Aqualogy have supplied and installed a state of the art sludge dryer for Yorkshire Water. The first of its kind to produce a dry fuel on a wastewater treatment works, the dryer is one of a series of key innovations as part of Yorkshire Water’s ambitious large-scale R&D project on advanced thermal conversion.
As a main player in the water treatment sector in the UK, Yorkshire Water currently serve around 5 million inhabitants, by operating more than 700 water and sewage treatment works and 120 reservoirs and looking after 62,000 miles of water and sewerage mains. The solution implemented near Huddersfield by Aqualogy is the STC low temperature thermal drying technology, specifically sized for the treatment of 1 tonne/hr of digested and non-digested municipal sludge.
The STC technology from Aqualogy has a number of references of municipal sludge dryers throughout the world, several of which produce dried sludge used as a fuel off-site, but this project for Yorkshire Water is the first to produce a dry fuel used on a wastewater treatment works.
The bespoke dryer design was based on a container sized monoblock dryer, with an integrated cover over it, simplifying the on-site installation works and commissioning process. Due to this reduced delivery time, the on-site assembly took just two weeks.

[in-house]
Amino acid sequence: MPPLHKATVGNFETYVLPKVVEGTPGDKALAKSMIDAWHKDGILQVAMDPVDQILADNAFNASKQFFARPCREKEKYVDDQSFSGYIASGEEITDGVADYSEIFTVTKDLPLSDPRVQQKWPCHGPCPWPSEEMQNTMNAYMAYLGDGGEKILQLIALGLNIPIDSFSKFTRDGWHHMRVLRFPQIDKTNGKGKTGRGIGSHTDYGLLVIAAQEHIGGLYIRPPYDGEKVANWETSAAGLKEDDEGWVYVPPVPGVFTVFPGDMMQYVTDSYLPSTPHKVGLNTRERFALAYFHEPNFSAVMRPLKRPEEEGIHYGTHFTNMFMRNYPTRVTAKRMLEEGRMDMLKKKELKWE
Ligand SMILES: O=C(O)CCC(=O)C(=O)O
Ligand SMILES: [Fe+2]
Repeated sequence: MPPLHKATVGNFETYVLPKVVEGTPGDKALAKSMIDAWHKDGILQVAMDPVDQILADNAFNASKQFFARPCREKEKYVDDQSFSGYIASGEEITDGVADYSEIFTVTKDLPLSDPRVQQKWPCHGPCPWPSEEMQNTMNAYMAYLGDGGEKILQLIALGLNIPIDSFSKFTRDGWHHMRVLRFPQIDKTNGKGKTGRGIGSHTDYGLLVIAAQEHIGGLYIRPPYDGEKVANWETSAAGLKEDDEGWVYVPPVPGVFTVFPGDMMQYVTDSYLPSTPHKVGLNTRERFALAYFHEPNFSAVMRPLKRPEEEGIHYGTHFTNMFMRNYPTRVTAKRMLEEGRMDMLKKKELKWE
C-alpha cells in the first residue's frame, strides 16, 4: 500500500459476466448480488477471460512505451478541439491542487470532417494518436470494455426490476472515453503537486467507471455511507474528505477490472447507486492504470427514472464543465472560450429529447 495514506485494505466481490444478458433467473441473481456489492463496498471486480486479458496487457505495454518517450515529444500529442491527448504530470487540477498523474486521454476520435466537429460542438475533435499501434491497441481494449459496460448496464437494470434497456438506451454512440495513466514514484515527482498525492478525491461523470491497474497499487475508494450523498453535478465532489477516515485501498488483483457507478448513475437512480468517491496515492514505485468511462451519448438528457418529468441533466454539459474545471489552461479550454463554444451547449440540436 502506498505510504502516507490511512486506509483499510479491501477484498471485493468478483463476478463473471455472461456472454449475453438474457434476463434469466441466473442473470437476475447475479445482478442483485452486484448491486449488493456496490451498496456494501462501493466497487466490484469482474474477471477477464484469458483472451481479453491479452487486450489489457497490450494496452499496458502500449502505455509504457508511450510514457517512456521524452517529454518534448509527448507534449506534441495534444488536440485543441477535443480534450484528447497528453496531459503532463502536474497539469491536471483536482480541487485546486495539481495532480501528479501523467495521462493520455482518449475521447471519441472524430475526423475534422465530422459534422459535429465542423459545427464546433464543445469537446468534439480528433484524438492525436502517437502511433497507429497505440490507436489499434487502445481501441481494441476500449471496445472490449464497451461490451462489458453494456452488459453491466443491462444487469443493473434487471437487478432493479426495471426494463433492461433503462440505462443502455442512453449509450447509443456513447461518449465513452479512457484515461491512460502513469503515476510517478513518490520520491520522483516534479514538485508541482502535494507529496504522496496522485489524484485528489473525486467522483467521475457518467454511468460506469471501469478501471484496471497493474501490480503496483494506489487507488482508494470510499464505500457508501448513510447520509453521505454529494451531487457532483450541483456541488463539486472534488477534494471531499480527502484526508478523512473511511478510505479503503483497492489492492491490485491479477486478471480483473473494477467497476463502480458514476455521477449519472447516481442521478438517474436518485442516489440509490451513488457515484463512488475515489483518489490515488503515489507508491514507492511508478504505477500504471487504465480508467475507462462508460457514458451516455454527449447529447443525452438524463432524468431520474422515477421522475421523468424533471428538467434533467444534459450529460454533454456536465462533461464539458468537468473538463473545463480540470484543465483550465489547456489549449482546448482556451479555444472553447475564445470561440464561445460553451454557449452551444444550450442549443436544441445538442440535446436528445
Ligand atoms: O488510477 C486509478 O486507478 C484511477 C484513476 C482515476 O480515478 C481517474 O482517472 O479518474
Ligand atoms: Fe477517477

The dewatered sludge is imported from several plants and fed into the Aqualogy-STC dryer. The sludge is dried to 90% DS and is then utilized to produce electricity which can be used on site or sold to Grid.
The Aqualogy-STC dryer operates at low temperature, allowing for high usage of low grade waste heat. Beyond this, the operation at low temperature (usually using water below 90ºC) also means that the dryer sits out of any ATEX zoning and is intrinsically safe.
The STC dryer was commissioned by Yorkshire Water in September this year. Both Yorkshire Water and their main contractor on site, have expressed their thanks to Aqualogy for a “1st class service”. The operation and maintenance of the STC dryer has now been transferred to the on-site operators and it is now successfully generating dried sludge from different sources to produce renewable electricity.
SOURCE: Aqualogy Environment Ltd